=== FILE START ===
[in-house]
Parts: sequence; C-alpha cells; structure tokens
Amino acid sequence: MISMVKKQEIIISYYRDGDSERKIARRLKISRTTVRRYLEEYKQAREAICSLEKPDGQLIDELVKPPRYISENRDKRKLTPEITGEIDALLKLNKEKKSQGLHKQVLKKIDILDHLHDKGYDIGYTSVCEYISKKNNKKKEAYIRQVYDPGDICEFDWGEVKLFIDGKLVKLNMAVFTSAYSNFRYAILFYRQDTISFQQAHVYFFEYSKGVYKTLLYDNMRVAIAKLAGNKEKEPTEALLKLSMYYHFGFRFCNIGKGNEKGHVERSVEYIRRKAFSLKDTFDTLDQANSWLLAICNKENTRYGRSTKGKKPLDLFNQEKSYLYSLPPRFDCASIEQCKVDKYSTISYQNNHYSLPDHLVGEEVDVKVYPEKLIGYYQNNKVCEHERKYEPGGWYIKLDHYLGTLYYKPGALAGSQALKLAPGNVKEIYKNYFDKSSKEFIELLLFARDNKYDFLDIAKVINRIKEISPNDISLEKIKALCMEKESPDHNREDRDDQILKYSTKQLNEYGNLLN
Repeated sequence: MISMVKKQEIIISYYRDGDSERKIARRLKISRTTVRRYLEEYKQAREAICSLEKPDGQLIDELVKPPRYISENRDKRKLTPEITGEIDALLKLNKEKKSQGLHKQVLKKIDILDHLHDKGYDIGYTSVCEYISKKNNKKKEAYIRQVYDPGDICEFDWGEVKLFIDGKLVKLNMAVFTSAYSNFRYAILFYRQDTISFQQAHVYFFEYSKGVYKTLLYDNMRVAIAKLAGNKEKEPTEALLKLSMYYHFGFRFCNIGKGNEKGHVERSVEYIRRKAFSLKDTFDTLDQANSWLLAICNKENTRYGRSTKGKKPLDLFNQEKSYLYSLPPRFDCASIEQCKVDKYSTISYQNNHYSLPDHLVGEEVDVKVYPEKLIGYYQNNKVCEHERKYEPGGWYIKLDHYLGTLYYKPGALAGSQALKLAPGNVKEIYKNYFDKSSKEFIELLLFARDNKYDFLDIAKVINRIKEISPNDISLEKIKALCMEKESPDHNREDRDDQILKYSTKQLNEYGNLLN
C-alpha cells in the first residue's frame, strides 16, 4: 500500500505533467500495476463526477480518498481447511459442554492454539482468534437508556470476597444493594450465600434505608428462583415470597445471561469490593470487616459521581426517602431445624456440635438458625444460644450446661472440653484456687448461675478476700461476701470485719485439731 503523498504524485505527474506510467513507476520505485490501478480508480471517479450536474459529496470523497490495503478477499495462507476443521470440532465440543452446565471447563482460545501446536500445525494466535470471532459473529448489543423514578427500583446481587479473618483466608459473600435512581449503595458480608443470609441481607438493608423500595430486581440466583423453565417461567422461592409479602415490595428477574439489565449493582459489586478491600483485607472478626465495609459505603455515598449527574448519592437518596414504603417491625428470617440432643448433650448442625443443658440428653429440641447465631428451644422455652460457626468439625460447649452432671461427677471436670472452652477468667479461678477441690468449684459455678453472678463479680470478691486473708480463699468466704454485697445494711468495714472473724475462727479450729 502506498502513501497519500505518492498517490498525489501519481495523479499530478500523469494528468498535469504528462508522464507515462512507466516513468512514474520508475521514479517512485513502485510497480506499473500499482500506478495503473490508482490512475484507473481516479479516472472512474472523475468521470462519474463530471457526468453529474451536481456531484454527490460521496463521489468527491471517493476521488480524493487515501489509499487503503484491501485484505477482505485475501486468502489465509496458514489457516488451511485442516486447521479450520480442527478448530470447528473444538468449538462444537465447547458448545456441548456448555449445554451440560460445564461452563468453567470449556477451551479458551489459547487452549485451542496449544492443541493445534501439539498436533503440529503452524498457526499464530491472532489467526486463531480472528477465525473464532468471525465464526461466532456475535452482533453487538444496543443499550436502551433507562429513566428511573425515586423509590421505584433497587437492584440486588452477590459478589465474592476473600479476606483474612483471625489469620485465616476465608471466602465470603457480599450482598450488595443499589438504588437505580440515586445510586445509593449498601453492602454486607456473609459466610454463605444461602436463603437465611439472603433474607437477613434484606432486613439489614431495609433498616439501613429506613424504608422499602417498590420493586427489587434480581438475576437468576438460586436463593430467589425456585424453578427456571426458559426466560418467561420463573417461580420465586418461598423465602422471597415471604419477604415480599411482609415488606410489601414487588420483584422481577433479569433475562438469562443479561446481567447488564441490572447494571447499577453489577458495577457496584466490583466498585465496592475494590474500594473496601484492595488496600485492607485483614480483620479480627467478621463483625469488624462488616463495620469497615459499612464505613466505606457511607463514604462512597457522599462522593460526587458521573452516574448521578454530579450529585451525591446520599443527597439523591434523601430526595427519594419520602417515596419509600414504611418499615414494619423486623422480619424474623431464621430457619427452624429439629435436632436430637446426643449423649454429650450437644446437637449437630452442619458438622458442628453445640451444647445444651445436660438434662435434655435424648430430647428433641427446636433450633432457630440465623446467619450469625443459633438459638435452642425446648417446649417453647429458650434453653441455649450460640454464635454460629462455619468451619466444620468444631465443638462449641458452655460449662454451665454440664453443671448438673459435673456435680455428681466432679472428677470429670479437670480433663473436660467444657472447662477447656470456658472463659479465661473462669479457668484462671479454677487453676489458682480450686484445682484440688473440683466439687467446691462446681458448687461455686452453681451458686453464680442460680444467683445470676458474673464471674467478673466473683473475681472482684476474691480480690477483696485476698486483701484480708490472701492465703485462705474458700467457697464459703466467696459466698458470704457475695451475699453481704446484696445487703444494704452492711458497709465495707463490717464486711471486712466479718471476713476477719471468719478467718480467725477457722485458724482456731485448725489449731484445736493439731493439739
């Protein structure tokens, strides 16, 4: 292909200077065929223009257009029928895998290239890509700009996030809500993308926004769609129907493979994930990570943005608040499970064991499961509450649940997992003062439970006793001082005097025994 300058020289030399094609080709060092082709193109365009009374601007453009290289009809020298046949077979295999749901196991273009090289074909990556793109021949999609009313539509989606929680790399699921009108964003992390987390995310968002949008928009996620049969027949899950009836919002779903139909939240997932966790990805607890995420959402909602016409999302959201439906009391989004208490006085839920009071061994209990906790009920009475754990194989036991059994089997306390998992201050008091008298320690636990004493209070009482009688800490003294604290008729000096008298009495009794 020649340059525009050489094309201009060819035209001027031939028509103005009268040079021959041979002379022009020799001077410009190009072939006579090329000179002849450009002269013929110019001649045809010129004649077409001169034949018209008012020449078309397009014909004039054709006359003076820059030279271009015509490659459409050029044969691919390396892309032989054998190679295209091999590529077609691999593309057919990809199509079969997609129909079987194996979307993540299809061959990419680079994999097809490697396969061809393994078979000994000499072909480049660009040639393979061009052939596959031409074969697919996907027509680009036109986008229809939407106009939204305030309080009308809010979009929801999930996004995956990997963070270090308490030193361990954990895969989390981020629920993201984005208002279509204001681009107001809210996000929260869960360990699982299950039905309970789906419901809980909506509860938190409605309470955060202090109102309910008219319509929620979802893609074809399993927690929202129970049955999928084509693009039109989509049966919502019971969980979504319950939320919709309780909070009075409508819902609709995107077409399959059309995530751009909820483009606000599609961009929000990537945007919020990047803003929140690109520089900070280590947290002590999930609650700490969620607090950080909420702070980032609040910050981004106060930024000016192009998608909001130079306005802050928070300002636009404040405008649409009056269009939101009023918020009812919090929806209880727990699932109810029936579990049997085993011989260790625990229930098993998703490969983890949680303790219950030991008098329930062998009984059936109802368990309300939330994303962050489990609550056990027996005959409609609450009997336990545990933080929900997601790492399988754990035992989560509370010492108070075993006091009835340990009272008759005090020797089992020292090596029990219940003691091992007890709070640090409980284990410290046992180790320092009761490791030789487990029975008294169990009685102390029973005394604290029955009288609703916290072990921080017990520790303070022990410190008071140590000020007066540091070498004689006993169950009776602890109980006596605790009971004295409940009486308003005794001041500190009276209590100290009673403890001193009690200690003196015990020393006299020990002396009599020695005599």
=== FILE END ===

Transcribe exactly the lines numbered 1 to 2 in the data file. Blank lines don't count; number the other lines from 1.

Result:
[in-house]
Parts: sequence; C-alpha cells; structure tokens